Whether I'm entering a bookstore, grocery store, buffet pizza place or Chinese food restaurant, I keep hearing these stock greetings with some variation of "Hi" and "Welcome to [insert name of business]." While it may be nice to be recognized, I've become annoyed with these kinds of faux, stylized greetings.
I don't mind when the cashier at Taco Bell says a spontaneous "hello" and takes my order. The "hello" is genuine, even if it's for the sake of ordering some Mexican fast food. I do mind when I enter a place that makes excellent, inexpensive Chinese food and the attendant taking the orders says, "Hi, welcome to [insert name of business]," the same way to every customer. They say this in a way that sounds like they have been brainwashed into saying this.
Now these kinds of robotic greetings have sprouted up in my favorite bookstore. I don't know if this is at all of the bookstores in town, but one in particular I frequent has a stand set-up in the front for a greeter. I've seen the same guy the few times I've been in there since this new set-up has been installed. He has this very dry tone and says "Welcome to [insert name of business]" in the same way that the Robot from Lost in Space would say it.
I know these businesses are trying to make their atmosphere a little more customer-friendly, but I'm finding this to be a deterrent from going into these places. As someone who's worked in retail before, I hated doing those stock greetings to anyone and everyone. I never minded whenever people would look for me and ask a question. I took (and still take) the attitude that people like to shop on their own time with the least amount of hassle or interruption. When part of my greeting extended into becoming more of a salesman trying to sell stuff that people didn't really want, I had to get out of that place.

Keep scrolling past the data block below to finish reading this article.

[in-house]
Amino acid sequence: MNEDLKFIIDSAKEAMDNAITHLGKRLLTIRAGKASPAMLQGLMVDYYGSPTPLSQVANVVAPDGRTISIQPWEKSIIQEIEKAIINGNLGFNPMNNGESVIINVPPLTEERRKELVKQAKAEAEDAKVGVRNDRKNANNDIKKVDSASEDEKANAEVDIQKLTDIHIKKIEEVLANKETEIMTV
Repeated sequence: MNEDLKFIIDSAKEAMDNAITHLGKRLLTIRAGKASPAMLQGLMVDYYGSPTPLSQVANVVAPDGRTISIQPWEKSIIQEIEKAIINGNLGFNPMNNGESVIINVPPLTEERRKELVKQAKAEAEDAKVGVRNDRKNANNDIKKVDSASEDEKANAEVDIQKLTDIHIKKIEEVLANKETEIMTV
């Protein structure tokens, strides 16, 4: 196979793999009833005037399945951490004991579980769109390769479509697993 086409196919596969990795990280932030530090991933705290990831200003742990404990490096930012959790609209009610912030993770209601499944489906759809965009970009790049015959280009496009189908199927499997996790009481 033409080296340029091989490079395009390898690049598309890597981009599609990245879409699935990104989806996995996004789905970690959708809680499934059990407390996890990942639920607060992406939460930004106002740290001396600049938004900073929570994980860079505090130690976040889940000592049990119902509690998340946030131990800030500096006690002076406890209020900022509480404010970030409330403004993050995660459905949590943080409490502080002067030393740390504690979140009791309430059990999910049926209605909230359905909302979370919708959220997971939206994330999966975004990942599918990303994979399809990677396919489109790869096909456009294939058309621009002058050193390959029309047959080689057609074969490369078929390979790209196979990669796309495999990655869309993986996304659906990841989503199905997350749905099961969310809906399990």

I think about how many times this greeting has to be said at these places. Not only would saying one long-ass sentence over and over wear me out, but after the first hundred times of saying it, it would probably turn into one long-ass word. Sounding more like gibberish than English, I wonder what the advantage is. An attendant at a sandwich shop once said to me, "wouldyouliketomakeitabananamalttoday?" Um, what?
Can anyone show me statistics that prove that people actually like to hear robotic, formulaic greetings over and over again? Probably, but we're humans and humans aren't machines, even if we place more of our lives into them, be it cell phones or computers. I'd like to think we interact with other humans when we don't want to interact with cold machinery. So, turning humans into sounding more like machines makes me wonder about where our culture is going. If this is meant to service every customer, then sincerity is getting thrown out the window.